My friend who just bought a houseboat said that there's a party at his marina on Percy Priest Lake tomorrow night," the voice mail informed me.
Relaxing on boats, sipping beer by a quiet lake in the great outdoorsit sounded perfect.
"oh, and it's a toga party," the message continued.
Why is there always a catch? The remainder of the voice mail assured me that togas were preferred but not required, but I was already imagining Animal House-boat antics where someone inevitably gets thrown into the lake. I decided to leave the toga at home.
The next evening, my friends and I searched Elm Hill Marina for Dock H and signs of a bacchanalian bash. We headed for the obvious: a brightly festooned dock reverberating with the sound of a live band. "Where are the togas?" we wondered, squinting toward the dock.
"You want togas?" said a portly, and noticeably tipsy, fellow who was lumbering in our direction. "The toga party is that way." He pointed out to a random spot in the water. "This is another party," he said, pointing back at the noisy dock, "but not the toga party.
"That way," he motioned again, "look, waaaaay out there. See those lights? Go there." The far-off lights he indicated didn't look like much of a party. Perhaps this salty dog had drunk a wee dram too much brine.
We heard giggling and turned around to see two girls swaddled in togas, their hair decorated with ivy wreaths. They directed us to a skinny bridge with a locked gate that led down to a long dock and "The Bitter End Yacht Club"home of the toga party. Like magic, a security guard showed up in a golf cart to unlock the gate. Even as we descended the bobbing, swaying bridge to Dock H, we couldn't see or hear a party. We walked and walked, passing dozens of sport boats, houseboats and even sailboats. Finally, we saw the soiree. Most boats had their night lights on, live music could be heard, a huge disco ball hung from haphazardly strung Christmas lights and a large banner welcomed us. Almost everybody was wearing a toga.
Our host, Dave Pearson, came out to greet us. "You've got to meet The Mayor," he said.
"Hello! Get some beer. Where are your togas? Do you want wine?" said a towering and very tan figure who turned out to be The Mayor. Looking more like Zeus than a statesman (he sure didn't look like Bill Purcell), Hizzoner greeted shouts from every boat and gave us some history on the "Yacht Club." Dock H seems to be the longest dock at the marina, and it's quite a walk from the last slips to the shore. Folks down at the Bitter End, he explained, spend a good deal of time hanging out and talking beer, boats, babes and boys. Unlike other marinas, or even other docks, where the sailboat people and the motorboat people "stick to their own kind," all boats are welcome on Dock H.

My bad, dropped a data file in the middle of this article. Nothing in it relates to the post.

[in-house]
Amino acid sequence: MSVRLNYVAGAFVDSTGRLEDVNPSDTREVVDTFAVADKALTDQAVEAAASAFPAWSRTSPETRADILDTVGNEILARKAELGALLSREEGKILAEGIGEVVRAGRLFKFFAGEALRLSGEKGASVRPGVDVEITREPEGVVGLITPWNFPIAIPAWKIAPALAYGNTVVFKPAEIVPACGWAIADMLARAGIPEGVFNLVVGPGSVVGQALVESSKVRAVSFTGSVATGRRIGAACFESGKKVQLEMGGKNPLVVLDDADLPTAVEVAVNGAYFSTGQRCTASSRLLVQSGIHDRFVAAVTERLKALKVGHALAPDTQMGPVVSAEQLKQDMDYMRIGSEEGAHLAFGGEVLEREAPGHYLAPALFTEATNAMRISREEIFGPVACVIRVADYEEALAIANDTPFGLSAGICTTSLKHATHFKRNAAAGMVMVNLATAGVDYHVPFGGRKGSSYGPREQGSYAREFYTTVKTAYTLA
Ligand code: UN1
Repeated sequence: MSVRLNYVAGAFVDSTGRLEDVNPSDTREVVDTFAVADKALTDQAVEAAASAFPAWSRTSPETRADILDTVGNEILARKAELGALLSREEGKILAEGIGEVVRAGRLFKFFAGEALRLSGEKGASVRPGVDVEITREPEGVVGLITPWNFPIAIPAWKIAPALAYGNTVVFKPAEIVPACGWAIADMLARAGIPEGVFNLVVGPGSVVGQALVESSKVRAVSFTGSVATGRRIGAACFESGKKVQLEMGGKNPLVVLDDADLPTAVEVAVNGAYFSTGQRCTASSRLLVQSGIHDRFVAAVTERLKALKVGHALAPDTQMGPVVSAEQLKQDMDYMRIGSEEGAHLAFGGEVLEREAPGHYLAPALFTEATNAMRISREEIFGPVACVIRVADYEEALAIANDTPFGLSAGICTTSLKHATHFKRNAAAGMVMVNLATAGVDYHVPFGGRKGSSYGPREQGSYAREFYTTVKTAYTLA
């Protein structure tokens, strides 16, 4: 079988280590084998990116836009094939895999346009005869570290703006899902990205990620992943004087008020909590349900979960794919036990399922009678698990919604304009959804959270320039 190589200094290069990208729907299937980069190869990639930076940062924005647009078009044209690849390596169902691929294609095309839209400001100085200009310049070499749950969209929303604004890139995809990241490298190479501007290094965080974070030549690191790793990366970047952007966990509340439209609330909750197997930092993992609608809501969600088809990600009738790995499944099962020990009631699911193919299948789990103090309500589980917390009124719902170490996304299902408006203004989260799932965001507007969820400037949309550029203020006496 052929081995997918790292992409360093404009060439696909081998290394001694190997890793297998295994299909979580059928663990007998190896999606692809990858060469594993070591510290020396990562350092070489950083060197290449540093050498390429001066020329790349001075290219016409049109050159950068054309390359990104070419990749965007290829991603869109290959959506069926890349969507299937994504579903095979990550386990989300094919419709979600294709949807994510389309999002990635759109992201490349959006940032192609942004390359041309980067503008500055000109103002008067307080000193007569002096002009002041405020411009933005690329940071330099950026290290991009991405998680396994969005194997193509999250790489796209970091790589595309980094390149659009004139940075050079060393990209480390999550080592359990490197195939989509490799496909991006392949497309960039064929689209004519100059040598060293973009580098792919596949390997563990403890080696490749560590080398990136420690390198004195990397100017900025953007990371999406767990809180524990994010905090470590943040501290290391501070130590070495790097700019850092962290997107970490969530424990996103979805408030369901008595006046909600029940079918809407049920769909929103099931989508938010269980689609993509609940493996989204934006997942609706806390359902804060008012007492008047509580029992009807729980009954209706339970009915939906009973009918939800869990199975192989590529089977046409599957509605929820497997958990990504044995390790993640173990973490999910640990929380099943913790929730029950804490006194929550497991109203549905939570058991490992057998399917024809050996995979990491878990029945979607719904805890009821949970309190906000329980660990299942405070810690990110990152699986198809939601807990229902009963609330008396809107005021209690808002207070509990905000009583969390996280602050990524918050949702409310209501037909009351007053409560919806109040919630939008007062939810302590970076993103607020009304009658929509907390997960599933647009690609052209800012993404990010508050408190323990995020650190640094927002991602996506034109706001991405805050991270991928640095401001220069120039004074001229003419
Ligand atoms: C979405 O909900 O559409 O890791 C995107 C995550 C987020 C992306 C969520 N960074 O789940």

"This is nothing," said The Mayor, who is known 9-to-5 as telecommunications engineer Paul Aubrecht. "You should have been here for our crawfish boil. Southwest flew in the crawfish and we had boxes of 'em stacked all up and down the dock." The Mayor's wife, Sheri, handed me an ivy wreath, so that I'd be appropriately dressed from the neck up. I noticed that other partiers had outfitted my fiancé with a glowing plastic sword. Every time he put the weapon down, it was handed right back to him.
"The crawfish boil took hours to clean up and about 15 trips up the dock and backeach," said Gary Clarke, the young captain of a big ol' Sea Ray motorboat. "But this isn't so bad," he continued. "Now, you know it's a party when another marina comes in!" he laughed, referring to the toga-laden party boats that had arrived from nearby Nashville Shores.
The colorful characters at the Bitter End would have been right at home in Jimmy Buffett's Tales From Margaritaville. The togas ranged from basic white cotton sheets, to black satin with gold lamé flames, to patriotic red, white and blue. There was even a young faux-hawked dude who actually made his toga look good.
I thought that instead of a new car, I really needed a boat and a membership to the Bitter End. "We really know how to yahoo," Clarke said. "Other people save up thousands of dollars and take weeks off of work to go on vacation. We have a vacation every weekend."